"He was a dreamer and an alcoholic and they just didn't mix. He could never get anywhere and he could never overcome this big demon he had. When he and my mom divorced, he had a big chip on his shoulder about women, and was real angry about women. But he expected us to come around and ask him for forgiveness for whatever we did wrong, which was nothing -- we were just kids."
That began a long separation from him that wouldn't end until his funeral, which Bosworth says she attended with no small measure of disinterest. "I remember being at the funeral home, and my whole family was crying, and I was kind of like, `I don't really know what they're crying over, he jerked us around for so long, etc., etc.'
"But when I got a chance to see him actually lying there, I had what I would say was probably the most profound experience of my life, so far. I really broke down and threw myself at him and was bawling, telling him I loved him and I'm so sorry, let's please start over. It really affected me a lot, 'cause I had a lot of deep feelings for him that I didn't know I had.
"After that happened, I found out all these things about his past and about his childhood that made him the person that he was. He had a very sad, sad life -- a hard life. The only two things he could do were drink and listen to his music. We went through his records and he had a Connie Smith record, a Lightnin' Hopkins record... He didn't even like black people! Merle Haggard... it was just like, `Wow.' When I was younger, that was kind of a sad way to grow up, living in bars, but in a way, he taught me a lot about music. He had really good taste, and I kind of learned just from being around him."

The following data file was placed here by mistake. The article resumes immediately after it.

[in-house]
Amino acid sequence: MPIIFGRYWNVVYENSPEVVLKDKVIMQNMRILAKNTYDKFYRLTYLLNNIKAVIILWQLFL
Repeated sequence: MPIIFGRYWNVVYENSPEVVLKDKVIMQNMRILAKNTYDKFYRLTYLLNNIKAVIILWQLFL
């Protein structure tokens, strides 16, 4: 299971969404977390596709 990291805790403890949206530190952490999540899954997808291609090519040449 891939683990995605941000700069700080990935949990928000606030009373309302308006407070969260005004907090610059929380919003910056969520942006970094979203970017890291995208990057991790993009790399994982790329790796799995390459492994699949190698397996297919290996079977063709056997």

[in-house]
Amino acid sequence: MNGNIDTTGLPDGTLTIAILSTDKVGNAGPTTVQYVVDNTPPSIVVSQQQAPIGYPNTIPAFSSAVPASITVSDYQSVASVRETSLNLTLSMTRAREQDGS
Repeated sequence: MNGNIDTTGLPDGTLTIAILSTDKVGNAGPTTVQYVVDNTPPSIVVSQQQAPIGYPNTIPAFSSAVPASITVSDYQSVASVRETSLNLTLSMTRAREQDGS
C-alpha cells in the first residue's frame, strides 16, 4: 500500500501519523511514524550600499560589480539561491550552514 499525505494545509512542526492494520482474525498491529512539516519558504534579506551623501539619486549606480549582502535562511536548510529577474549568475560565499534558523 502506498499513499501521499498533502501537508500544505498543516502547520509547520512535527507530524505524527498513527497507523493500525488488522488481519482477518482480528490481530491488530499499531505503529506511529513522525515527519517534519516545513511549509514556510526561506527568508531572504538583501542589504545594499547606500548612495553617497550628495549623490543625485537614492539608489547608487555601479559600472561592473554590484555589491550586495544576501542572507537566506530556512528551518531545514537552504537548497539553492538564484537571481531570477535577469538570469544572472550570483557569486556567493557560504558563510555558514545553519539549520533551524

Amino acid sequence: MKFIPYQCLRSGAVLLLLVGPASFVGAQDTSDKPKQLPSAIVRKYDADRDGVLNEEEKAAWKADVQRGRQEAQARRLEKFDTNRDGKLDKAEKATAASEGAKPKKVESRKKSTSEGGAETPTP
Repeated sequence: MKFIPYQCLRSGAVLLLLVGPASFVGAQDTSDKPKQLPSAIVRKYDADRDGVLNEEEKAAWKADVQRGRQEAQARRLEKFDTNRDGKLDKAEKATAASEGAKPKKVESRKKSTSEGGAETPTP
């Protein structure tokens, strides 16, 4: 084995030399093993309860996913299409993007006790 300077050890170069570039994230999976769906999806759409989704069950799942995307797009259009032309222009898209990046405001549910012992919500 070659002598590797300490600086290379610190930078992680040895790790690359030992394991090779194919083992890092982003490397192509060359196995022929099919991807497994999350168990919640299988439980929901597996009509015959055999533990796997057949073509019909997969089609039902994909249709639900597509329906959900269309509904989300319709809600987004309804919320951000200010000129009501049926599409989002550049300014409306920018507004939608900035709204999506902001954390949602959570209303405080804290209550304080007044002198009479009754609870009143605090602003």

Now past it all -- the pain of memories, divorce, career misdirections, landlord problems, the physical pain of the surgery, and a long period of wondering whether she ever wanted to play music again -- Libbi Bosworth now seems to be a pretty happy person. Those priorities she spoke of earlier pushed music to, if not the back burner, at least a little bit off the heat. She makes a good living as a computer technician, lives in a nice neighborhood, and now concentrates on what made music fun for her -- just the fun itself.
"I feel like, okay, I've been married, I've been divorced, I'm 31, I'm not getting any younger... my focus is more on what I want and what I don't want. I'm not saying I would not consider a big label, but I'm not going to get out there and hustle it. I'm not out there to play five nights a week, and I'm really not interested in playing night after night after night in Top 40 country bars, where I might have been four years ago. I'd rather play one good night at the Continental opening for somebody, or hopefully one day headlining it, and making a little money, than to play five nights a week at the Lumberyard ("My band's going to cringe when they read that," she laughs)."
Now, after having tried a little of everything -- including a younger-days stint as a pink-haired punk rocker in Los Angeles -- she has no doubt about where she wants to be. Right here.
"I'm not so wrapped up in the music part of things anymore," concludes Bosworth. "So, to me, Austin is just a nice place to live... I just love Texas. I don't think I ever want to leave Texas again. I've left Texas five times, and I feel like I never want to move again. I've been all over the place looking for something that was right here all along." n